The Changing iPaaS Landscape
Back in golden days of mobile phones, Nokia was the king. They were really good phones, packed with well thought-out features and built with reliable hardware. (Most of them still work today!)
However, only the “savvy” people could use features such as adding your own icons, ringtones and exploring the jungle of hard coded applications. You know, all the things that made owning and using a phone a highly personal experience.
Then Apple came along. The iPhone was a game changer for mobile phone industry, and the “smartphone” changed the whole temperature of the marketplace. The iPhone focused on user experience, ease-of-use and was designed for people who didn’t want to figure out how to use all the (mostly useless) features.
The iPhone was released on Sept. 20, 2003, and the downfall of Nokia started the very next day.
I am sure you don’t need me to tell you any more about this story. The marketplace now speaks for itself. But have you ever stopped to realize that this very same thing is now happening with iPaaS (integration platform as a service)?
Gartner defines iPaaS as “a suite of cloud services enabling development, execution and governance of integration flows connecting any combination of on premises and cloud-based processes, services, applications and data within individual or across multiple organizations.”
In practice, iPaaS is a platform that includes a set of automated tools for connecting software applications that are deployed in different environments. iPaaS is often used by large business-to-business enterprises that need to integrate on-premises applications and data with cloud-based applications and data. (Read more)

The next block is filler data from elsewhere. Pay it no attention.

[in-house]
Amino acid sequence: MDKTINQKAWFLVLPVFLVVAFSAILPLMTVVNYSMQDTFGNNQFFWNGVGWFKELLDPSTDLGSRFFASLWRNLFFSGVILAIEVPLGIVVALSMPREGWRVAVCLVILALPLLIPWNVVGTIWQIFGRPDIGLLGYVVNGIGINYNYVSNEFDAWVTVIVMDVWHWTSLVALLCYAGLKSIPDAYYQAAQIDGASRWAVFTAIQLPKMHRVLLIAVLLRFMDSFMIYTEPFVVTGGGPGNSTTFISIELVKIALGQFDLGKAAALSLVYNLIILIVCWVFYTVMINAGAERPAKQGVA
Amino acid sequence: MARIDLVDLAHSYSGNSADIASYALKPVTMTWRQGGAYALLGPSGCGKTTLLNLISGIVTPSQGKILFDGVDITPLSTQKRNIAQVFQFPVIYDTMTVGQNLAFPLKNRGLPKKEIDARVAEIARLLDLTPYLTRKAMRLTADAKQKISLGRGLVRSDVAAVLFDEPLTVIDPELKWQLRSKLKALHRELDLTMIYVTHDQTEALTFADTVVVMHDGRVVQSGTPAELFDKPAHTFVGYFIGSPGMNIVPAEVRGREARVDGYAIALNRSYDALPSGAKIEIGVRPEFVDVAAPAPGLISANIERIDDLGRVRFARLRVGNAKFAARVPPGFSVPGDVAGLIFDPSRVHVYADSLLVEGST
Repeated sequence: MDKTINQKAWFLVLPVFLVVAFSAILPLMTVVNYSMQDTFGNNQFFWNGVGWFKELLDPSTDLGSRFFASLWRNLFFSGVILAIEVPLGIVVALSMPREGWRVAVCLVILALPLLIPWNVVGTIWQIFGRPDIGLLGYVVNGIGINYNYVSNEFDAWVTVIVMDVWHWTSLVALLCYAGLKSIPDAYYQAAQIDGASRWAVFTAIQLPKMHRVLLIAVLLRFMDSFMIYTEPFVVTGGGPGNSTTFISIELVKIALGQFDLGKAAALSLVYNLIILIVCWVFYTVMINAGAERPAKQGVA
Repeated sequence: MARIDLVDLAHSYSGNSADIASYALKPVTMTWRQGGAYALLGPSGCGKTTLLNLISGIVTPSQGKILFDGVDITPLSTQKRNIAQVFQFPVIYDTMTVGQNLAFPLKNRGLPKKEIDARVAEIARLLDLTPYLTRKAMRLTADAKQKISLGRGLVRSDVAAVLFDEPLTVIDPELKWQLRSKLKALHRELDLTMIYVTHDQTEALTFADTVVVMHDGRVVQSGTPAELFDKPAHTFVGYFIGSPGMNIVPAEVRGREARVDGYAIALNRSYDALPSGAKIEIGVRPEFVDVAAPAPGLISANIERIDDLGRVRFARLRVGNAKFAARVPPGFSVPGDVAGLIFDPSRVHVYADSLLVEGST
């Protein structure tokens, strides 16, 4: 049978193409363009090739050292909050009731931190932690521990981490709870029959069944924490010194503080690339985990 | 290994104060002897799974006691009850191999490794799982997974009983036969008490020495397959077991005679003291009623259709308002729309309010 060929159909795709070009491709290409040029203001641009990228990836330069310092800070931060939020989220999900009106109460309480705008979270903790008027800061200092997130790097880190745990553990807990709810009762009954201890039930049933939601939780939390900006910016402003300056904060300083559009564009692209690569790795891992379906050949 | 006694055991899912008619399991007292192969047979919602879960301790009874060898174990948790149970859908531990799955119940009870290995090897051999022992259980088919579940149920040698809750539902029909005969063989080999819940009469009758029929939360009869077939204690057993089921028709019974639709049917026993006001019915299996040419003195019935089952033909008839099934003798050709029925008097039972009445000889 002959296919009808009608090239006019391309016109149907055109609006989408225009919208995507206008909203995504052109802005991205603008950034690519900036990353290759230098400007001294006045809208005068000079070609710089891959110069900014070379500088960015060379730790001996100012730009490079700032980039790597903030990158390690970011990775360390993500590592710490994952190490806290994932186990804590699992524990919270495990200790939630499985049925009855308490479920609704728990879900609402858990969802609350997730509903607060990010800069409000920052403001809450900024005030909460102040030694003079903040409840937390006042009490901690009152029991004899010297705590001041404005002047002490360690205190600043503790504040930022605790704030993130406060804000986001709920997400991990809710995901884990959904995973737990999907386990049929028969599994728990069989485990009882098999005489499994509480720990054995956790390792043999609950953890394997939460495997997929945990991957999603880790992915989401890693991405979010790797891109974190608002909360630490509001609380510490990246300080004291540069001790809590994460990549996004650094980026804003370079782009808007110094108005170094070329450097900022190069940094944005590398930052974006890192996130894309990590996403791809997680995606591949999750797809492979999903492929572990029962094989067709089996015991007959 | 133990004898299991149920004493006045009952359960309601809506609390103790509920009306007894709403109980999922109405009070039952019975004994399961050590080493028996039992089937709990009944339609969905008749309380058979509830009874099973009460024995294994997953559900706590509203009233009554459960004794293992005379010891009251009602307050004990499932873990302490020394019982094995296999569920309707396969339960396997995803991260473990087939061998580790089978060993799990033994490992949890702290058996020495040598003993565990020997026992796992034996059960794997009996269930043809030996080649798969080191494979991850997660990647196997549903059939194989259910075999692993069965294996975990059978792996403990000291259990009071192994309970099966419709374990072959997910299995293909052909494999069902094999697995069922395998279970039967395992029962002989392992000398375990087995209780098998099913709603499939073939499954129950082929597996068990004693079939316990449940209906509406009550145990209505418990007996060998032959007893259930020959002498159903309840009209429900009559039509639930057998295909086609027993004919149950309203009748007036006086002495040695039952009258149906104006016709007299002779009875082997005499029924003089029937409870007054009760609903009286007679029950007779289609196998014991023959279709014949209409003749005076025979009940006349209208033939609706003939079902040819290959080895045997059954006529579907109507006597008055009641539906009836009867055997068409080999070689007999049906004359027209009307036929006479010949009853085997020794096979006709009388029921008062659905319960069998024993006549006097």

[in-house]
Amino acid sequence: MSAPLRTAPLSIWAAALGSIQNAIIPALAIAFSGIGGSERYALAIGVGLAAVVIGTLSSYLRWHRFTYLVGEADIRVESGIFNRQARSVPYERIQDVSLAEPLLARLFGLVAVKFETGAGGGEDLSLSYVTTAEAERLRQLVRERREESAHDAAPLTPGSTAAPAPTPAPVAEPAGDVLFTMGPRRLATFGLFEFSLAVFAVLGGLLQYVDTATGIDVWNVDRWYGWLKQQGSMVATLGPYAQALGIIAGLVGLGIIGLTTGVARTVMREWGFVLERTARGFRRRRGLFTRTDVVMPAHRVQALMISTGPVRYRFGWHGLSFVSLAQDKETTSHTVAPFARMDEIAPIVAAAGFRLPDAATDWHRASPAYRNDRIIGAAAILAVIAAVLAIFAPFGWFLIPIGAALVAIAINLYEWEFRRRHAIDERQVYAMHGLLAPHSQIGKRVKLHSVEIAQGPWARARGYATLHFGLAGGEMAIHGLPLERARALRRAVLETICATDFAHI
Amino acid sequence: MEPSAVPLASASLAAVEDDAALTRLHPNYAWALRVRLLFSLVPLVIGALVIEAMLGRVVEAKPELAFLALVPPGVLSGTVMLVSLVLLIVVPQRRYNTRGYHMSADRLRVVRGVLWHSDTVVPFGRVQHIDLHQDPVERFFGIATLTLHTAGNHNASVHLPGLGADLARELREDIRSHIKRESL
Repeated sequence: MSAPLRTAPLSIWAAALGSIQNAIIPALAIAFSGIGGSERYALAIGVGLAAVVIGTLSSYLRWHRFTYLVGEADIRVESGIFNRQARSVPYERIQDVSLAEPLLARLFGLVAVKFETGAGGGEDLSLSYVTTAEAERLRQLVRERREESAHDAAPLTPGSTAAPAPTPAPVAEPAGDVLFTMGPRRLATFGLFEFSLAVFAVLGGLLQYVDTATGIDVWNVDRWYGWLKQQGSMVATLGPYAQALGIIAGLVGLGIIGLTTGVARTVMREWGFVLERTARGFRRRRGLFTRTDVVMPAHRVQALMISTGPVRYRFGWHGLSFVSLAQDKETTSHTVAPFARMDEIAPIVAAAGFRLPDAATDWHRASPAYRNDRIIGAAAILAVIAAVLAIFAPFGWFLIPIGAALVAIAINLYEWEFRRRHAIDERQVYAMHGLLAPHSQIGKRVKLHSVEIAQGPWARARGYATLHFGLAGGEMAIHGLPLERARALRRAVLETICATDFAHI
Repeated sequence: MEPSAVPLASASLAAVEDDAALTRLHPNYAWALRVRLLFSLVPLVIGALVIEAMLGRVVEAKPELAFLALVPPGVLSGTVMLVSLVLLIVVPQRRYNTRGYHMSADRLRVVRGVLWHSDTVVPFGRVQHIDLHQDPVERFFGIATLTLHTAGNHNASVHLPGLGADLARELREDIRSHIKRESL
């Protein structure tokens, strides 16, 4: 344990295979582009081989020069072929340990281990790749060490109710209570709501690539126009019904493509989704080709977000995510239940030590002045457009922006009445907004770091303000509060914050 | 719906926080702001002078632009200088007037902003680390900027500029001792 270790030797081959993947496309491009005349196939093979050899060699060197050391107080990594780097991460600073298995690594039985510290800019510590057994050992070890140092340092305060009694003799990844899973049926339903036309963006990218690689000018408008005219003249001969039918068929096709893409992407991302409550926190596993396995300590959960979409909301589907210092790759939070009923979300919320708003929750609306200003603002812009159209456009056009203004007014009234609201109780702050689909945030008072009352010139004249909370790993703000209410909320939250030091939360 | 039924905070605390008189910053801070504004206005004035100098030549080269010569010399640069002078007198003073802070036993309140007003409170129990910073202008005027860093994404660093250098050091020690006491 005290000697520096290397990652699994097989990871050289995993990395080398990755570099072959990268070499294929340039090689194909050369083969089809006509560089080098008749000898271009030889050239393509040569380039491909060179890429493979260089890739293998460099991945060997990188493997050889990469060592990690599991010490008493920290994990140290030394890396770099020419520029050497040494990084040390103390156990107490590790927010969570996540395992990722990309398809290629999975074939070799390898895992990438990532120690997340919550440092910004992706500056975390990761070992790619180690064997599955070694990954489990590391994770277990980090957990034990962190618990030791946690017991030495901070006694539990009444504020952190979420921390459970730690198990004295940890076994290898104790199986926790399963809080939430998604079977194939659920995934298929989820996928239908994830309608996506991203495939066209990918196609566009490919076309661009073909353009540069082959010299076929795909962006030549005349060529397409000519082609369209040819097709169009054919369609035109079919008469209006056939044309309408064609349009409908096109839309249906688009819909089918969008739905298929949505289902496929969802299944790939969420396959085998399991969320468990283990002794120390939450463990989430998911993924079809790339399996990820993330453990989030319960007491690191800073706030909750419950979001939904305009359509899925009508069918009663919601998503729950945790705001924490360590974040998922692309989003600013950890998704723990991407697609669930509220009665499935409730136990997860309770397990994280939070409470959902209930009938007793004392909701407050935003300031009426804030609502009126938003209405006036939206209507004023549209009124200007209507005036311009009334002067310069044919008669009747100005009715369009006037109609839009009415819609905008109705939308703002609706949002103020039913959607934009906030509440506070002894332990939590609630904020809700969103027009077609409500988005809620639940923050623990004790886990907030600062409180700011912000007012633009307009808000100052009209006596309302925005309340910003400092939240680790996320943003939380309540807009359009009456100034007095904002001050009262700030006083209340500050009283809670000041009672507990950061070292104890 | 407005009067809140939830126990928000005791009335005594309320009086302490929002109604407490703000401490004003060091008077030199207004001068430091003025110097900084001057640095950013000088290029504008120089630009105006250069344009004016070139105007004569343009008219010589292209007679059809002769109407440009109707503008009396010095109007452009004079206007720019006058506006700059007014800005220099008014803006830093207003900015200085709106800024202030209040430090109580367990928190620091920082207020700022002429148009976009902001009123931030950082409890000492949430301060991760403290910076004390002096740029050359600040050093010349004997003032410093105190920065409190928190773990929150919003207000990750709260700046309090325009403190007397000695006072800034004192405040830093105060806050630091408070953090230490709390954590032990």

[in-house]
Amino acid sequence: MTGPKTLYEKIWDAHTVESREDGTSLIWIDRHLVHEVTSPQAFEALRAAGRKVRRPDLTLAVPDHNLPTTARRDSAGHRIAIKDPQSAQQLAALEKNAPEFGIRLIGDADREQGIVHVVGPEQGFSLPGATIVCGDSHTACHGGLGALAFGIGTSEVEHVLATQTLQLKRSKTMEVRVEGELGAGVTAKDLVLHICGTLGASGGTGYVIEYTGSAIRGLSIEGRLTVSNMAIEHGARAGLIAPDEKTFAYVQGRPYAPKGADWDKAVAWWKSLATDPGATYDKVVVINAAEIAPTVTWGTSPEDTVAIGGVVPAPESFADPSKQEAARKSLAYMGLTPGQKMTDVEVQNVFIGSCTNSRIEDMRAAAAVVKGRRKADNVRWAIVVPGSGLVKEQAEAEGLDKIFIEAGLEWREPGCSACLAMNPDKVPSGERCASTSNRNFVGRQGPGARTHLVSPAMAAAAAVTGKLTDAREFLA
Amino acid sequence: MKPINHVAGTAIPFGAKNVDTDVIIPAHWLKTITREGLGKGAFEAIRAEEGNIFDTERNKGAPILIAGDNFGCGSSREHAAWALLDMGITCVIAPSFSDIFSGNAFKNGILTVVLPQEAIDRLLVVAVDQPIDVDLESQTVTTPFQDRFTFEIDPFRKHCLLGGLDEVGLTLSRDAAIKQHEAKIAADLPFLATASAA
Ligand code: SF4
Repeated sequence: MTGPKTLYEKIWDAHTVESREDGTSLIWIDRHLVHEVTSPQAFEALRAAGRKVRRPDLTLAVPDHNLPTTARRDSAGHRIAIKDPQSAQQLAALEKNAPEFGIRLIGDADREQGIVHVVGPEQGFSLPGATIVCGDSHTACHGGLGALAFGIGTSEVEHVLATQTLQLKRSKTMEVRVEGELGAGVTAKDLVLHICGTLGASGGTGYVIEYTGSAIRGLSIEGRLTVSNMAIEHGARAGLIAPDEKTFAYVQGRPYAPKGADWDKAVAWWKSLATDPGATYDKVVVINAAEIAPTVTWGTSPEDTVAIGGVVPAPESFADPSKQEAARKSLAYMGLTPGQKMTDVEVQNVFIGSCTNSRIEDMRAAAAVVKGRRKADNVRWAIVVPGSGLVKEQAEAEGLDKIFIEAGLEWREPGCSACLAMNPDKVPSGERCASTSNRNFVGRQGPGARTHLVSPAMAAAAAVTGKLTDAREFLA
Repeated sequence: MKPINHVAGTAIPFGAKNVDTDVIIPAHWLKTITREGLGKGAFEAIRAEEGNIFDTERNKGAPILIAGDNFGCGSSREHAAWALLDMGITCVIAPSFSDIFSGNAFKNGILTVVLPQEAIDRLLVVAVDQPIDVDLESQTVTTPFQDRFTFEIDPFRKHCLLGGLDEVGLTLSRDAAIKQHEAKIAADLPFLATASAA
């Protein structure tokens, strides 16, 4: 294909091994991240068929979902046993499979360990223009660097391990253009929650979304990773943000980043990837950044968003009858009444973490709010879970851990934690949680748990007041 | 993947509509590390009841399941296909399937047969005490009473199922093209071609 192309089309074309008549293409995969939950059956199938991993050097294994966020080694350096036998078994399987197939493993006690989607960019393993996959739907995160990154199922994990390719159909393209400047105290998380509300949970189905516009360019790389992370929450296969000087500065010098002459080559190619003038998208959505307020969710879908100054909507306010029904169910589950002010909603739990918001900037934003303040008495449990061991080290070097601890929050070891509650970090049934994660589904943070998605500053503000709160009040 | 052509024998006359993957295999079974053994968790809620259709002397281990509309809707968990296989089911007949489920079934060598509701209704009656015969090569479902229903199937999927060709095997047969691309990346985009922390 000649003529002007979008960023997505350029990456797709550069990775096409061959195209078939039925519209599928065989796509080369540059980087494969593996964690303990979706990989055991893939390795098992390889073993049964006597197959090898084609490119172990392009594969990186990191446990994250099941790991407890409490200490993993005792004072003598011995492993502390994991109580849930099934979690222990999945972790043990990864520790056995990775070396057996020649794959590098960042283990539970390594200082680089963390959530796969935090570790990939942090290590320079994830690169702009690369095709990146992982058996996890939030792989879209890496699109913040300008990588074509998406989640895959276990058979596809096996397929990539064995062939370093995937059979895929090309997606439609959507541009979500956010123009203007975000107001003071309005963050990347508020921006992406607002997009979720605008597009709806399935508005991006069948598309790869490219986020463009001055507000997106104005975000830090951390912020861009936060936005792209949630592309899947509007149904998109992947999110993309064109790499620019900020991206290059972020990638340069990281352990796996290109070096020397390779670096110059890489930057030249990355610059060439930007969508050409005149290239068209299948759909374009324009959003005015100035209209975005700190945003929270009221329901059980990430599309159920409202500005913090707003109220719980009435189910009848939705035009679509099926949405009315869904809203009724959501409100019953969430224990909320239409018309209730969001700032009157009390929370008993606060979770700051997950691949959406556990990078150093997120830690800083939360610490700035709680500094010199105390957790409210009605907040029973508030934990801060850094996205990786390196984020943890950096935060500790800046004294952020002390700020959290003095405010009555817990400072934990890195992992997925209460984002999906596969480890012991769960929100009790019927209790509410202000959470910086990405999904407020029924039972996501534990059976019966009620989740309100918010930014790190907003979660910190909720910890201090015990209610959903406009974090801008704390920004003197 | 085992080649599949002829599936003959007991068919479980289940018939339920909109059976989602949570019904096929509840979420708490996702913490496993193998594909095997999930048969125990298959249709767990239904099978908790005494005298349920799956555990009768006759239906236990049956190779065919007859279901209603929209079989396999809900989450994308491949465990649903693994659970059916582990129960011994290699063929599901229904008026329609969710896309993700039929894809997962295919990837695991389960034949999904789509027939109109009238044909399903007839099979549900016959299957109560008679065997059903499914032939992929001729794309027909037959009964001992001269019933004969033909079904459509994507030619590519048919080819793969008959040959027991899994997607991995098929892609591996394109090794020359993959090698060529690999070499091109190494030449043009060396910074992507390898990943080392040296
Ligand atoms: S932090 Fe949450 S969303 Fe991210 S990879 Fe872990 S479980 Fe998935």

iPaaS is the first step we took as an industry toward mass-managing hand-coded integrations and managing huge numbers of APIs. The solutions haven’t changed much–they still are software-led but highly service-heavy solutions.
But many organizations using incumbent IPaaS solutions are still stuck with messy APIs, expensive maintenance packages and ongoing issues with turning internal resources to fixing, updating and managing connections.
The likes of Jitterbit, Dell Boomi, Mulesoft and Software AG (Built.io) all offer solutions to help connect a wide variety of cloud-based and on-premise technologies. Despite most of these players appearing in analyst reports as leading solutions, Gartner predicts that up to two-thirds of iPaaS vendors will not survive by 2023.
One of the setbacks we have found in even the leading iPaaS solutions is that they are often branded and sold as a “hub,” where everything is managed from a centralized interface. However, behind the scenes, everything is still built upon “point-to-point” APIs, and every app uses its own set of rules and processes, which is no good.
Point-to-point APIs are just as fragile as they have always been. As a result, relying on traditional IPaaS significantly prevents your business from achieving any real agility, flexibility or scalability.
This guest blog is part of a Channel Futures sponsorship.